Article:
The Future of Wireless Technology

“No single technology has more promise and has been more hyped than mobile communication”.
This statement from a recent report by Travel Tech Consulting encapsulates the excitement that the rapidly spreading wireless LAN (*Wi-Fi) technology is generating throughout the travel industry, popping up in public spaces such as airports, hotels and cafes all over the globe.

The recent growth rate of hotspots across Europe to promote mobile services and mobile travel solutions is a clear sign that we are witnessing a rising trend that will both enhance the modern travelling experience and increase productivity away from the office.
Whilst there are still many technical and business challenges that need to be overcome in this market, many players are viewing WLAN hotspots as an exciting business opportunity, with wide-ranging business models being debated.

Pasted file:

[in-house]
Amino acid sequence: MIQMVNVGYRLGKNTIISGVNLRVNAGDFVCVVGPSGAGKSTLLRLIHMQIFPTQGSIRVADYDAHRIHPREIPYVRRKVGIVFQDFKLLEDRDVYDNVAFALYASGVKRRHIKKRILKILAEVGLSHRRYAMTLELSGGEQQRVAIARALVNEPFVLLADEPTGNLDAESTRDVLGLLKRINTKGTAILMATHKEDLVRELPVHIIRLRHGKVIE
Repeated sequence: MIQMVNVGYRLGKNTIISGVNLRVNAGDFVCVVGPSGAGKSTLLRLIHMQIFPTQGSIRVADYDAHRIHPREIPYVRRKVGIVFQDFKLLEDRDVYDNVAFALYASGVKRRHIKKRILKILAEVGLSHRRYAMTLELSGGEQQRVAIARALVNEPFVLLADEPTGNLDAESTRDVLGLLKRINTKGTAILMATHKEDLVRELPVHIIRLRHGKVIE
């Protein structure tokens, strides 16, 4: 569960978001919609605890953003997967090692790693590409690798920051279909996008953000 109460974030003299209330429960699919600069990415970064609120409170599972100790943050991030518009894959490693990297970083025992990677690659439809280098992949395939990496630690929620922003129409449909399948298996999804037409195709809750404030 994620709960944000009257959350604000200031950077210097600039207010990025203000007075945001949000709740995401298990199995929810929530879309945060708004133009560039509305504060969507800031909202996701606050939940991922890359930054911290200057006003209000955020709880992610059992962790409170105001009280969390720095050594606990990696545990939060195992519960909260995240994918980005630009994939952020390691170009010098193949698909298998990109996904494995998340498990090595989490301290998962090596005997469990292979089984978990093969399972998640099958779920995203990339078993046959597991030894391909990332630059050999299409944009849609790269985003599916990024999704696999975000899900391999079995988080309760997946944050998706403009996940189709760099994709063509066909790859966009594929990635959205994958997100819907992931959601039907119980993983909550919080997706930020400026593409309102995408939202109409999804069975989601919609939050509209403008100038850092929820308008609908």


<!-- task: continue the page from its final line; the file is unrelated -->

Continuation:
Worldwide Wi-Fi revenues are expected to grow from $7 billion in 2003 to over $44 billion by 2008, at a compounded annual rate of 44 percent. According to a June 2003 report from Gartner, the Wi-Fi market will continue to expand, with an expected 75 million users of Wi-Fi hotspots by 2008.

Although Europe were initially a little slow to catch on to this trend, it has recently been suggested, that wireless LAN technology will grow faster in Europe than North America over the next few years.
BT Openzone
is one of a few pioneering companies in the European marketplace that is leading the adoption of Wireless LAN services in Europe.

During the World Travel market, BT Openzone wired up the ExCel centre, providing high-speed wireless internet access throughout entire the conference hall. This meant that for the first time in WTM history, visitors and exhibitors with Wi-Fi - enabled laptop computers and handheld devices could access the internet anywhere anytime.